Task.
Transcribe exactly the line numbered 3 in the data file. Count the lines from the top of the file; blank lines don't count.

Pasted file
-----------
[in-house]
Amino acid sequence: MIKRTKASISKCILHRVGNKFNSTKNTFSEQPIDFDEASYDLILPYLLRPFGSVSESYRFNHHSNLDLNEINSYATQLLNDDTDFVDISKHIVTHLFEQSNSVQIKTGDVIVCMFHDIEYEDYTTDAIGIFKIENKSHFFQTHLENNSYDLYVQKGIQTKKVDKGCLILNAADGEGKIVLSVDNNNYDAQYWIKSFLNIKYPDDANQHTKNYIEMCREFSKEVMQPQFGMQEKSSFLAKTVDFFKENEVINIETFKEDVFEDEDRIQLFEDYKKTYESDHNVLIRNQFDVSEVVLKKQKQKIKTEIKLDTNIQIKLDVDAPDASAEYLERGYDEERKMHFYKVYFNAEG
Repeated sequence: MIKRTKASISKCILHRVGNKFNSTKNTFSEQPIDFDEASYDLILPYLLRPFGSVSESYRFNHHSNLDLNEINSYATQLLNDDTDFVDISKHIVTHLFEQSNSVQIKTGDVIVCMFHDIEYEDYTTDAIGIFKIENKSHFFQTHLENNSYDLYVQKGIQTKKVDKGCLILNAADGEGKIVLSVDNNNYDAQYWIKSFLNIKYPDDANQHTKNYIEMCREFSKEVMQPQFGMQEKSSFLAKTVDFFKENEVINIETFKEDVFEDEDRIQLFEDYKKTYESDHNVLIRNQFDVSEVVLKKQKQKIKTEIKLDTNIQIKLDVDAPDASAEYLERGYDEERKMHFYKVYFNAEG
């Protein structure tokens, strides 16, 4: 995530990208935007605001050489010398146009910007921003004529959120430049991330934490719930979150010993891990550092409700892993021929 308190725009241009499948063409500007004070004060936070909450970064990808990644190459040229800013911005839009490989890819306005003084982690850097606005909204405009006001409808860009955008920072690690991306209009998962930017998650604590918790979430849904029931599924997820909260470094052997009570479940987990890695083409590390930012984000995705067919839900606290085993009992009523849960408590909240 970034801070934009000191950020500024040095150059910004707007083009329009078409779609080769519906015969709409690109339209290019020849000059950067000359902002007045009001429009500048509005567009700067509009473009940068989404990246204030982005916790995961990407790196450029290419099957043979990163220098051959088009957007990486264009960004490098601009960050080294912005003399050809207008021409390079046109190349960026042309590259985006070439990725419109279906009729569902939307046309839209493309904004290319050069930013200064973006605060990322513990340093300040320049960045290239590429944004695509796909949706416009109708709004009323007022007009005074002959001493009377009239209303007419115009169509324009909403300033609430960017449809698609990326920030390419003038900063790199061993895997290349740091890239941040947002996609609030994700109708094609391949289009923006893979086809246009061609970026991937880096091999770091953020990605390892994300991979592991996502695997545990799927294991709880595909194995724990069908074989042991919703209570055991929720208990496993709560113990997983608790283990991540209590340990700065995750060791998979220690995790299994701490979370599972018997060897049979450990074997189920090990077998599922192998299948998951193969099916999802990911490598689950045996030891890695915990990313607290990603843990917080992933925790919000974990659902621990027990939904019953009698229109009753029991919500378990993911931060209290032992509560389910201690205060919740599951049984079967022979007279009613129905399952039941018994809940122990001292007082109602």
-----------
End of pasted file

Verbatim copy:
Repeated sequence: MIKRTKASISKCILHRVGNKFNSTKNTFSEQPIDFDEASYDLILPYLLRPFGSVSESYRFNHHSNLDLNEINSYATQLLNDDTDFVDISKHIVTHLFEQSNSVQIKTGDVIVCMFHDIEYEDYTTDAIGIFKIENKSHFFQTHLENNSYDLYVQKGIQTKKVDKGCLILNAADGEGKIVLSVDNNNYDAQYWIKSFLNIKYPDDANQHTKNYIEMCREFSKEVMQPQFGMQEKSSFLAKTVDFFKENEVINIETFKEDVFEDEDRIQLFEDYKKTYESDHNVLIRNQFDVSEVVLKKQKQKIKTEIKLDTNIQIKLDVDAPDASAEYLERGYDEERKMHFYKVYFNAEG